Project description:Hyperplastic and adenocarcinomatous human prostatic tissue was superfused in vitro with radioactively labelled androst-4-ene-3,17-dione, testosterone and 5alpha-dihydrotestosterone (17beta-hydroxy-5alpha-androstan-3-one), with and without addition of the anti-androgens cyproterone and cyproterone acetate. Cyproterone competitively inhibited the entry of the androgens into the majority of the tissues, whereas cyproterone acetate increased this entry. These findings indicated that transport of androstenedione, testosterone and 5alpha-dihydrotestosterone into prostatic tissue is performed by a specific mechanism, possibly involving a carrier situated in the cell membrane. The extent of metabolism of the three androgens was also modified: formation of 5alpha-dihydrotestosterone from testosterone, and of the latter from androstenedione, was decreased by cyproterone and increased by the acetate. Acetate was more effective than cyproterone in decreasing the ;uptake' of the perfused androgens by the tissue; at the same time, it increased the androgen clearance from the tissue. As cyproterone acetate is the more potent of the two anti-androgens, the possibility that these findings in vitro are related to the different anti-androgenic potency exhibited by the two compounds in vivo is discussed. ;Uptake' of the two anti-androgens and the response to their action on androgen dynamics were similar in adenocarcinomatous and hyperplastic glands.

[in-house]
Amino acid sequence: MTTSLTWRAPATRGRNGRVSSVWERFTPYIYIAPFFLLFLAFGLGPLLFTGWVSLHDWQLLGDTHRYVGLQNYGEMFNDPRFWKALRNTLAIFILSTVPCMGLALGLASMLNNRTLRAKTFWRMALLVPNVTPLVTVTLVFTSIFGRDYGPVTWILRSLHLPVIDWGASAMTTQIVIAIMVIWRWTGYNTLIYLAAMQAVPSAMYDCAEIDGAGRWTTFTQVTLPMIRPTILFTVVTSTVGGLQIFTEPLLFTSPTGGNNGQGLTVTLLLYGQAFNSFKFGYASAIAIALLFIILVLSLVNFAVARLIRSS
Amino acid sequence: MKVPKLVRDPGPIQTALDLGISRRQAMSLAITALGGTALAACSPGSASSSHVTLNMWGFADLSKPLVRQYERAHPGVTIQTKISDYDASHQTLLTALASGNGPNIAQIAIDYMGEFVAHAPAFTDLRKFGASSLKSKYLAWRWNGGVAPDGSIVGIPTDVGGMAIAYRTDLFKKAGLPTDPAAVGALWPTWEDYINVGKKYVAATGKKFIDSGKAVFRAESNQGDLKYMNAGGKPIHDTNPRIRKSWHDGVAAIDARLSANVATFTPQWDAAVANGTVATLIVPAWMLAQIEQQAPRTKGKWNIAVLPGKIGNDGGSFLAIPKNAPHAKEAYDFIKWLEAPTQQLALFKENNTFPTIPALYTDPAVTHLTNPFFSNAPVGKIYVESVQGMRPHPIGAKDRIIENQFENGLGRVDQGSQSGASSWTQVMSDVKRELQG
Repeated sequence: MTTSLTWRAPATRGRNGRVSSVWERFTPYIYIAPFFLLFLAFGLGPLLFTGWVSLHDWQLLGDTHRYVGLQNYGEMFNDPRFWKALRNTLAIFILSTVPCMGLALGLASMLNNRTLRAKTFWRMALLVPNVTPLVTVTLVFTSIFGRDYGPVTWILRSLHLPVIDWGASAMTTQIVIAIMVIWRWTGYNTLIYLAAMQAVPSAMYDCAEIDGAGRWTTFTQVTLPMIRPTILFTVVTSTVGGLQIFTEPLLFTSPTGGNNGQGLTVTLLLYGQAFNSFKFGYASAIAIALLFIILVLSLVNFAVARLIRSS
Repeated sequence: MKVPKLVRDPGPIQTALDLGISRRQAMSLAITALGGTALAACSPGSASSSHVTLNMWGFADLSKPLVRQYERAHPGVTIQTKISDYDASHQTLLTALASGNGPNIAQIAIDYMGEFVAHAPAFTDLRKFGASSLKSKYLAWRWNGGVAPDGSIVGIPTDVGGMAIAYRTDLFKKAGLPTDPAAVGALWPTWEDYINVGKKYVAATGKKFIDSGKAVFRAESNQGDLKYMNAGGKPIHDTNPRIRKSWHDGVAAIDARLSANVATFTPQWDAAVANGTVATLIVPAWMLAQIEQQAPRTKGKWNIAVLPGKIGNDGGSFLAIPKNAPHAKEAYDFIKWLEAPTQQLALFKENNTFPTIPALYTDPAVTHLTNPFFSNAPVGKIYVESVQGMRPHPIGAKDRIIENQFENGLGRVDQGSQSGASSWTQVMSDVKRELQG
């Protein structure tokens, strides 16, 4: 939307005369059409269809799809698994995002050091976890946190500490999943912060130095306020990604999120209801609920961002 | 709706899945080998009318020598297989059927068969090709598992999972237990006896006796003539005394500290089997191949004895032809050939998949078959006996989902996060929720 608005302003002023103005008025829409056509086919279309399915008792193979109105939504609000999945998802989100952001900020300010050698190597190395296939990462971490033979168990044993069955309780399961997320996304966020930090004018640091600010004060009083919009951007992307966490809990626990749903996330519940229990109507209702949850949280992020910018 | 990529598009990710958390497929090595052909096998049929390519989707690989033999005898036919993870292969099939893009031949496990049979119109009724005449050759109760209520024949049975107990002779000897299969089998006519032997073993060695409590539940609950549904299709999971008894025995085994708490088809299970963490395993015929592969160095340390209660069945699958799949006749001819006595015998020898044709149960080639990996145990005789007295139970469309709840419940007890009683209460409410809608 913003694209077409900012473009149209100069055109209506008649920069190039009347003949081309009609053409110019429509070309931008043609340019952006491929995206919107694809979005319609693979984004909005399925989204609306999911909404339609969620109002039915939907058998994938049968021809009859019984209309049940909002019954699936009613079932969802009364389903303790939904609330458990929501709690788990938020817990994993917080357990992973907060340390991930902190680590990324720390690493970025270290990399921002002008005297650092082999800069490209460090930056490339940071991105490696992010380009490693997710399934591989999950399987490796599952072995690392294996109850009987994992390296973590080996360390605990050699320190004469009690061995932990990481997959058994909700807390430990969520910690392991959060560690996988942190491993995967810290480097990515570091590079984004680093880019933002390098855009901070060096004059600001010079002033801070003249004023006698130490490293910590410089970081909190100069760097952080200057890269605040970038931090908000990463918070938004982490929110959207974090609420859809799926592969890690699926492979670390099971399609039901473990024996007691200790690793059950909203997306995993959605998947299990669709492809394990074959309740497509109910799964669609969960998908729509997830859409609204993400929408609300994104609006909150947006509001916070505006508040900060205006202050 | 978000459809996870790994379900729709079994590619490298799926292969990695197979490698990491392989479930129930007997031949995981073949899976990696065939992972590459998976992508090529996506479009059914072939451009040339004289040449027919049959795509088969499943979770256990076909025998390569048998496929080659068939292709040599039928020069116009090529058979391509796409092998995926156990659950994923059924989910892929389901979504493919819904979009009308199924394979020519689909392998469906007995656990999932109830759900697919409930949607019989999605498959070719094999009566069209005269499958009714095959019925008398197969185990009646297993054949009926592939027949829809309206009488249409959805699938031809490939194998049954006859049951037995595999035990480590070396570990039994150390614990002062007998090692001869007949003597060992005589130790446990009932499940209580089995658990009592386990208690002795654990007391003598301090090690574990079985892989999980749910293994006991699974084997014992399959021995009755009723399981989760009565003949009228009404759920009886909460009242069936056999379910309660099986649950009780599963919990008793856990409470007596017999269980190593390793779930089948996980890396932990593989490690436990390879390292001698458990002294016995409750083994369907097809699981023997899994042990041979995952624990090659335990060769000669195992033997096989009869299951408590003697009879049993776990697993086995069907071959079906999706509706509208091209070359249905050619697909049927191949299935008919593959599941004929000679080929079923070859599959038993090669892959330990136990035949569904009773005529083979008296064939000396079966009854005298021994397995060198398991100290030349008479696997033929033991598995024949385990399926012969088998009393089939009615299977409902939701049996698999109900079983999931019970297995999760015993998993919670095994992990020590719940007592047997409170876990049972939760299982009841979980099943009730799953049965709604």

Project description:Recent reports have indicated that the prior metabolism of testosterone by the secondary sexual tissues may be necessary for its androgenic effect. The effects of two anti-androgens, diethylstilboestrol and cyproterone acetate (17alpha-acetoxy-6-chloro-1,2alpha-methylenepregna-4,6-diene-3,20-dione) used in the chemotherapy of human prostatic carcinoma, have been examined on both the metabolism of testosterone and the retention of its metabolites by the rat ventral prostate gland. Cyproterone acetate was found to inhibit the retention of labelled metabolites of [(3)H]-testosterone by prostatic nuclei, both in vivo and in vitro. This inhibition appeared to be competitive. In contrast with its effect on nuclear retention of metabolites of testosterone, cyproterone acetate had no significant effect on the metabolism of [(3)H]testosterone by rat ventral prostate tissue. Diethylstilboestrol similarly had little effect on the metabolism of [(3)H]testosterone by prostatic tissue, although it did appear partially to inhibit its initial metabolism in all the incubation systems used. Diethylstilboestrol inhibited the nuclear retention of dihydrotestosterone when both [(3)H]testosterone and diethylstilboestrol were injected intraperitoneally in vivo, but had no effect on dihydrotestosterone retention when both testosterone and diethylstilboestrol were supplied directly to the prostate either in vivo or in vitro. It was concluded that if diethylstilboestrol has an anti-androgenic effect at the level of the target organ as distinct from its effect on androgen production by the testes, then it is probably due to a mechanism differing from that of cyproterone acetate.